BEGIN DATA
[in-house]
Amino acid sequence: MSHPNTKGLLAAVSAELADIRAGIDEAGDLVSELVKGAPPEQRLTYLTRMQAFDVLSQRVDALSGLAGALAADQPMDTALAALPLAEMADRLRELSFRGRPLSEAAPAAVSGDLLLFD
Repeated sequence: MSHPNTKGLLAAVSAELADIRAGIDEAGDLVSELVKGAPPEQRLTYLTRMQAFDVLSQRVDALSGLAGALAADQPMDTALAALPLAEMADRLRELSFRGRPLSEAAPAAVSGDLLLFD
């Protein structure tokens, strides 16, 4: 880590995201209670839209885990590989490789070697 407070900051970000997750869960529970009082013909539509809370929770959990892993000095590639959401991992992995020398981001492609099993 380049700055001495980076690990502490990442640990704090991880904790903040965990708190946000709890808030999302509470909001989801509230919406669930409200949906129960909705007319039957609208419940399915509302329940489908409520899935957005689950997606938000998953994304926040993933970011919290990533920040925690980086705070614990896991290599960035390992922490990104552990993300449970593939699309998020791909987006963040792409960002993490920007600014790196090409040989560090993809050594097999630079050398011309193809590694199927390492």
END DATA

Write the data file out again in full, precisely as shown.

[in-house]
Amino acid sequence: MSHPNTKGLLAAVSAELADIRAGIDEAGDLVSELVKGAPPEQRLTYLTRMQAFDVLSQRVDALSGLAGALAADQPMDTALAALPLAEMADRLRELSFRGRPLSEAAPAAVSGDLLLFD
Repeated sequence: MSHPNTKGLLAAVSAELADIRAGIDEAGDLVSELVKGAPPEQRLTYLTRMQAFDVLSQRVDALSGLAGALAADQPMDTALAALPLAEMADRLRELSFRGRPLSEAAPAAVSGDLLLFD
């Protein structure tokens, strides 16, 4: 880590995201209670839209885990590989490789070697 407070900051970000997750869960529970009082013909539509809370929770959990892993000095590639959401991992992995020398981001492609099993 380049700055001495980076690990502490990442640990704090991880904790903040965990708190946000709890808030999302509470909001989801509230919406669930409200949906129960909705007319039957609208419940399915509302329940489908409520899935957005689950997606938000998953994304926040993933970011919290990533920040925690980086705070614990896991290599960035390992922490990104552990993300449970593939699309998020791909987006963040792409960002993490920007600014790196090409040989560090993809050594097999630079050398011309193809590694199927390492």